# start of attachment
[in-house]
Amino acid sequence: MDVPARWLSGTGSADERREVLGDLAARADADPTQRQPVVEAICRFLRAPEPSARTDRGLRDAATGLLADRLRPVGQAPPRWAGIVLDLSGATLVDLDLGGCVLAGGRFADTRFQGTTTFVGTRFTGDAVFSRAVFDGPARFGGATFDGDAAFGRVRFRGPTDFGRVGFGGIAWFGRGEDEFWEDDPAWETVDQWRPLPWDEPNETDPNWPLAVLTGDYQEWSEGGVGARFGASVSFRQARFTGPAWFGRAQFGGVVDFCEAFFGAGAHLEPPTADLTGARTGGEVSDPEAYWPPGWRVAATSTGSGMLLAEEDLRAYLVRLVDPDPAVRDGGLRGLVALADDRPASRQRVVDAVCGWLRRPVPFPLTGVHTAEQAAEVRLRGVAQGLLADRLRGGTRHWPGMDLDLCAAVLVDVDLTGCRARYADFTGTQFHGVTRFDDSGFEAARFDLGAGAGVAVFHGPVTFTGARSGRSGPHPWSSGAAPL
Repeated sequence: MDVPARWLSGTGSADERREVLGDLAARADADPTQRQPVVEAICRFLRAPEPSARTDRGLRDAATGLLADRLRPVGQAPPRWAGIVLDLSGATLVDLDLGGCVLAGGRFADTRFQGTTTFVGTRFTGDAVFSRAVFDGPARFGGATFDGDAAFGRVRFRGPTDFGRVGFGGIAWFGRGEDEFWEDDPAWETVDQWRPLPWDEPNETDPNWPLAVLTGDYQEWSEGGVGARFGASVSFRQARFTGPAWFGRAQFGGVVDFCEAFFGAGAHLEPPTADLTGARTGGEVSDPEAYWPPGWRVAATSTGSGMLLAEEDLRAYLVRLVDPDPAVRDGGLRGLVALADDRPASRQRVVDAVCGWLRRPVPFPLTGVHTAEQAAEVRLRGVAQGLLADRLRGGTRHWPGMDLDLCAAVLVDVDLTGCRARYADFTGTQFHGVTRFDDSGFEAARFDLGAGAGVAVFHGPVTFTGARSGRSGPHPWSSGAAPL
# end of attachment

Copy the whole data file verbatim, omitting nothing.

[in-house]
Amino acid sequence: MDVPARWLSGTGSADERREVLGDLAARADADPTQRQPVVEAICRFLRAPEPSARTDRGLRDAATGLLADRLRPVGQAPPRWAGIVLDLSGATLVDLDLGGCVLAGGRFADTRFQGTTTFVGTRFTGDAVFSRAVFDGPARFGGATFDGDAAFGRVRFRGPTDFGRVGFGGIAWFGRGEDEFWEDDPAWETVDQWRPLPWDEPNETDPNWPLAVLTGDYQEWSEGGVGARFGASVSFRQARFTGPAWFGRAQFGGVVDFCEAFFGAGAHLEPPTADLTGARTGGEVSDPEAYWPPGWRVAATSTGSGMLLAEEDLRAYLVRLVDPDPAVRDGGLRGLVALADDRPASRQRVVDAVCGWLRRPVPFPLTGVHTAEQAAEVRLRGVAQGLLADRLRGGTRHWPGMDLDLCAAVLVDVDLTGCRARYADFTGTQFHGVTRFDDSGFEAARFDLGAGAGVAVFHGPVTFTGARSGRSGPHPWSSGAAPL
Repeated sequence: MDVPARWLSGTGSADERREVLGDLAARADADPTQRQPVVEAICRFLRAPEPSARTDRGLRDAATGLLADRLRPVGQAPPRWAGIVLDLSGATLVDLDLGGCVLAGGRFADTRFQGTTTFVGTRFTGDAVFSRAVFDGPARFGGATFDGDAAFGRVRFRGPTDFGRVGFGGIAWFGRGEDEFWEDDPAWETVDQWRPLPWDEPNETDPNWPLAVLTGDYQEWSEGGVGARFGASVSFRQARFTGPAWFGRAQFGGVVDFCEAFFGAGAHLEPPTADLTGARTGGEVSDPEAYWPPGWRVAATSTGSGMLLAEEDLRAYLVRLVDPDPAVRDGGLRGLVALADDRPASRQRVVDAVCGWLRRPVPFPLTGVHTAEQAAEVRLRGVAQGLLADRLRGGTRHWPGMDLDLCAAVLVDVDLTGCRARYADFTGTQFHGVTRFDDSGFEAARFDLGAGAGVAVFHGPVTFTGARSGRSGPHPWSSGAAPL